Seasonal Allergies: Autumn
Itching, Puffy, Watery Eyes
Most of us associate hay fever or season allergies with spring and summer, but for some allergy sufferers, the end of summer signals the start of their seasonal allergies. Unfortunately, just because the lush growth of summer is dying back and turning the green landscape into a fall foliage spectacular is not an indication of the absence of allergens. In fact, the autumn brings its own assortment of allergy triggers.
A survey done in 2002 revealed that 94% of patients with allergies said that their quality of life deteriorated because of them; itching, runny nose and eyes, puffiness, sneezing and redness can all be included in the list of possible symptoms. The two most common causes of fall allergy season are ragweed and mould.
Most ragweed allergy issues are caused by two species, the normal/small ragweed (Ambrosia aratemisfolia) and the giant ragweed (Ambrosia trifida). According to the American Academy of Asthma, Allergy and Immunology (AAAAI), ragweed pollen is released from the middle of August until about the middle of October. While it is most commonly found in the middle and eastern provinces, all areas of Canada have some form of ragweed.
Residents along the west coast can be happy that they have to deal with much less ragweed pollen than elsewhere, but they have their own problems because of mould. Due to higher levels of precipitation and humidity, there is much more mould growth in these areas. Mould spores peak in the late summer and early fall and are found both indoors and outdoors.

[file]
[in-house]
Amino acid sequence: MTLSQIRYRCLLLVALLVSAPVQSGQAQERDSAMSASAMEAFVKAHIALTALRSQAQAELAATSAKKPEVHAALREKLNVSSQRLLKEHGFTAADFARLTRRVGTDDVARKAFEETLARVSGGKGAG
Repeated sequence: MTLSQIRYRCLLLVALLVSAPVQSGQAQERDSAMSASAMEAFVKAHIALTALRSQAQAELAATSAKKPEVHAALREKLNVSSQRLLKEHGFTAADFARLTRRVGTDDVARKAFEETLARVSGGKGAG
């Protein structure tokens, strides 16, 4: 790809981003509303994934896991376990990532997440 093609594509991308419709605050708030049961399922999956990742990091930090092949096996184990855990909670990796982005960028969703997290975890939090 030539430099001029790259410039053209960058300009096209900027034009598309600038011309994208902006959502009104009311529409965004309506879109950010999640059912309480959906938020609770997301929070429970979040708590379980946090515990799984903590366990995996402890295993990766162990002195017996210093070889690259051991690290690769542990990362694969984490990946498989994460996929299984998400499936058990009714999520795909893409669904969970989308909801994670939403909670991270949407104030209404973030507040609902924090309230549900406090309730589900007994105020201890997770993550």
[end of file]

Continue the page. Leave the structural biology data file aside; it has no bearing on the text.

Outdoor moulds can be found in falling leaves, vegetation, rotting wood and soil. Indoor types of mould like the damp areas around laundry machines, refrigerators, shower stalls, trash containers, basements and upholstery. School carpets, which tend to be older, an also be a mould source, because of dampness and earlier flooding. Generally, any area that is moist and dark can support mould growth.
Allergy symptoms include:
- Itchy eyes
- Runny nose (rhinitis)
- Nasal congestion
- Watery eyes
- Swelling of eyelid and surrounding tissues
- Blurred vision
- Myokymia (eyelid twitching)
- Redness of the eyes and surrounding tissues
Patients should be aware of these symptoms, especially if they experience any of them spontaneously and/or only during a specific season.
Autumn allergies are treated in the same way other ocular allergies are, with ice packs to reduce swelling and redness and antihistamines (either over-the-counter or by prescription) in topical (eyedrops) or oral.
The best treatment for any type of allergy is to avoid the allergens causing it, but this is not always possible if the mould spores are present in school carpeting, for example.
For more effective diagnosis and treatment, it may be recommended that testing be done to determine the exact cause(es), and to rule out other conditions like dry eye syndrome or ocular inflammatory conditions.
Allergy triggers can occur anywhere and everywhere, and in any season. Just because the allergen isn’t as obvious as flowering plants and trees does not mean it isn’t there, or that it can’t cause allergy symptoms.
See your eyecare practitioner if you have any of the symptoms listed above; an accurate diagnosis is necessary for the best and most effective treatment.